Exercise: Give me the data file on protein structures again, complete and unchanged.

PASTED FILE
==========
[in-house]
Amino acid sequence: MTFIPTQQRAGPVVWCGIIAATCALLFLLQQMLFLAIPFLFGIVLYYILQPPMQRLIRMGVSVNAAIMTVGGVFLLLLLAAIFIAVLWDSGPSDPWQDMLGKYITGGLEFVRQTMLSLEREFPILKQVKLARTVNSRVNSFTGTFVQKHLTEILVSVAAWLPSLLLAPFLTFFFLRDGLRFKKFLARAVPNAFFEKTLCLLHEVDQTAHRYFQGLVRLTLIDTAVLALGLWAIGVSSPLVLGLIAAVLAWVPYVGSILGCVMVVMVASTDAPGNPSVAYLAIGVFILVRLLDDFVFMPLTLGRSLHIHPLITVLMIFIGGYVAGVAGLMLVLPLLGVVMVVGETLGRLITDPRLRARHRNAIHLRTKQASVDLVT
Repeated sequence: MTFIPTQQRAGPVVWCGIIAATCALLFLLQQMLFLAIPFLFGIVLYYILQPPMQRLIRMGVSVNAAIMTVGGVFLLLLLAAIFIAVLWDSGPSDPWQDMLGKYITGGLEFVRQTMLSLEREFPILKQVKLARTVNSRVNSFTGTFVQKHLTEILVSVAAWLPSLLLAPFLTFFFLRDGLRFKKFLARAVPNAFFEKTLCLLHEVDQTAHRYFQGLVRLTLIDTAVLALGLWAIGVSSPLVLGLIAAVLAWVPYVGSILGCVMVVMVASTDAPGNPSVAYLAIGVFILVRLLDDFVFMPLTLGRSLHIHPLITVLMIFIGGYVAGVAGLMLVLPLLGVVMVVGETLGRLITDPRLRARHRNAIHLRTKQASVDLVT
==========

[in-house]
Amino acid sequence: MTFIPTQQRAGPVVWCGIIAATCALLFLLQQMLFLAIPFLFGIVLYYILQPPMQRLIRMGVSVNAAIMTVGGVFLLLLLAAIFIAVLWDSGPSDPWQDMLGKYITGGLEFVRQTMLSLEREFPILKQVKLARTVNSRVNSFTGTFVQKHLTEILVSVAAWLPSLLLAPFLTFFFLRDGLRFKKFLARAVPNAFFEKTLCLLHEVDQTAHRYFQGLVRLTLIDTAVLALGLWAIGVSSPLVLGLIAAVLAWVPYVGSILGCVMVVMVASTDAPGNPSVAYLAIGVFILVRLLDDFVFMPLTLGRSLHIHPLITVLMIFIGGYVAGVAGLMLVLPLLGVVMVVGETLGRLITDPRLRARHRNAIHLRTKQASVDLVT
Repeated sequence: MTFIPTQQRAGPVVWCGIIAATCALLFLLQQMLFLAIPFLFGIVLYYILQPPMQRLIRMGVSVNAAIMTVGGVFLLLLLAAIFIAVLWDSGPSDPWQDMLGKYITGGLEFVRQTMLSLEREFPILKQVKLARTVNSRVNSFTGTFVQKHLTEILVSVAAWLPSLLLAPFLTFFFLRDGLRFKKFLARAVPNAFFEKTLCLLHEVDQTAHRYFQGLVRLTLIDTAVLALGLWAIGVSSPLVLGLIAAVLAWVPYVGSILGCVMVVMVASTDAPGNPSVAYLAIGVFILVRLLDDFVFMPLTLGRSLHIHPLITVLMIFIGGYVAGVAGLMLVLPLLGVVMVVGETLGRLITDPRLRARHRNAIHLRTKQASVDLVT